Saddam and his co-defendants — top officials and lower civil servants from his Baathist regime — were called in one by one into the courtroom.
After sitting, Saddam greeted his co-defendants, saying “Peace be upon you,” sitting next to co-defendant Awad Hamed al-Bandar, former head of Iraq’s Revolutionary Court.
The other defendants include Saddam’s former intelligence chief Barazan Ibrahim, former vice president Taha Yassin Ramadan and other lower-level Baathist civil servants.
Ramadan also refused to identify himself to the judge. “I repeat what President Saddam Hussein has said,” he added. The other defendants agreed to state their names.
Irony of trial setting
A panel of five judges will both hear the case and render a verdict in what could be the first of several trials of Saddam for atrocities carried out during his 23-year-rule.
The trial is taking place in the marble building that once served as the National Command Headquarters of his feared Baath Party. The building in Baghdad’s Green Zone — the heavily fortified district where Iraq’s government, parliament and the U.S. Embassy are located — was ringed with 10-foot blast walls and U.S. and Iraqi troops. Several Humvees and at least one tank were deployed outside, and U.S. soldiers led sniffer dogs around the grounds, looking for explosives.
The identities of judges have been a tightly held secret to ensure their safety, though Amin’s name was revealed on Wednesday just before the trial began.
Many Iraqis who watched the trial eagerly awaited the chance to see the man who ruled Iraq with unquestioned and total power held to justice.
Salman Zaboun Shanan, a Shiite construction worker, sat with his family at home in Baghdad’s Shiite neighborhood of Kazimiyah, having taken the day off from work to watch the trial. “I hope he is executed, and that anyone who suffered can take a piece of his flesh,” said Shanan, who was imprisoned during Saddam’s rule.
But across the Tigris River in the mainly Sunni Arab district of Azamiyah, some were embittered over the trial of Saddam, whose regime was dominated by Sunni Arabs who have now lost their power.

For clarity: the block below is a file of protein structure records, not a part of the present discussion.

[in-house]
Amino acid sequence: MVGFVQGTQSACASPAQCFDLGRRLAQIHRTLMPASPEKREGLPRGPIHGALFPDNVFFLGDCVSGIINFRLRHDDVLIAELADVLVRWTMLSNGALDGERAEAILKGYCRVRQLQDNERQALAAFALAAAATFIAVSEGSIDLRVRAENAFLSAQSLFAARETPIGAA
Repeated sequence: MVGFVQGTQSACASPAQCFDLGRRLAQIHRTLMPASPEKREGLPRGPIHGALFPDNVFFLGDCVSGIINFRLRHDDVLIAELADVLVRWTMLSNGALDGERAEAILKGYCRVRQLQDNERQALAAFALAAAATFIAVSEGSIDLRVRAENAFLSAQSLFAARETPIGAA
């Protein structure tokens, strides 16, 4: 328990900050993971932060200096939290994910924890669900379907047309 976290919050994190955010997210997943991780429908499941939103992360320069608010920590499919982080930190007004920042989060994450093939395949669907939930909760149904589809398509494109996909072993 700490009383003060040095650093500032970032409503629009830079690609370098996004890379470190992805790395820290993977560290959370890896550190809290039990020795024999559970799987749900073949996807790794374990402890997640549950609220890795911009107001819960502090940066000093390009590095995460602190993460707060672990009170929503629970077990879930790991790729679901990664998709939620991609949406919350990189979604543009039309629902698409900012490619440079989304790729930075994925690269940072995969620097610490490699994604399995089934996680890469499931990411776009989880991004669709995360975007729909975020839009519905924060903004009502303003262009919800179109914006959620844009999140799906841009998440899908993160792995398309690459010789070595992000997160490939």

“Saddam is the lesser of evils,” said Sahab Awad Maaruf, an engineer, comparing Saddam to the current Shiite-Kurdish led government. “He’s the only legitimate leader for Iraqis.”
There are also fears of attacks by insurgents — who are thought to include members of Saddam’s regime — to disrupt the trial.
‘Victors’ justice’ fair?
The world will be watching Saddam’s trial to see whether Iraq’s new Shiite and Kurdish leaders can rise above politics and prejudice and give the former dictator a fair hearing. Human rights group have criticized the government for trying to influence the trial and that considerable U.S. logistical and financial aid to the tribunal could lend credibility to charges that it will mete out “victors’ justice.”
The court is also operating not only under its own rules — laid out when the court was created in 2003 while Iraq was still run by American administrators — but also by a 1971 Saddam-era criminal law that some have criticized as not up to international standards.
That law says the judges can issue a guilty verdict if they are “satisfied” by the evidence — seen as lower standard of proof than “convinced beyond a reasonable doubt.”
Saddam’s defense lawyer Khalil al-Dulaimi said Tuesday he would challenge the special tribunal’s competence to try the case, arguing that Saddam remains the legitimate president and the court is illegal, because it was created under U.S. occupation.
Saddam was ousted after U.S.-led forces swept into Iraq in March 2003 and marched in to Baghdad. He has been held since American forces found him hiding in a celler outside Tikrit, Iraq on Dec. 13, 2003 in a U.S. detention facility at Baghdad International Airport.
Prosecutors are preparing other cases to bring to trial against Saddam and his officials — including for the Anfal Operation, a military crackdown on the Kurds in the late 1980s that killed some 180,000 people; the suppression of Kurdish and Shiite revolts in 1991; and the deaths of 5,000 Kurds in a 1988 poison gas attack on the village of Halabja.
If a death sentence is issued in the Dujail case, it is unclear whether it would be carried out regardless of whether Saddam is involved in other trials. He can appeal a Dujail verdict, but if a conviction and sentence are upheld, the sentence must be carried out within 30 days. A stay could be granted to allow other trials to proceed.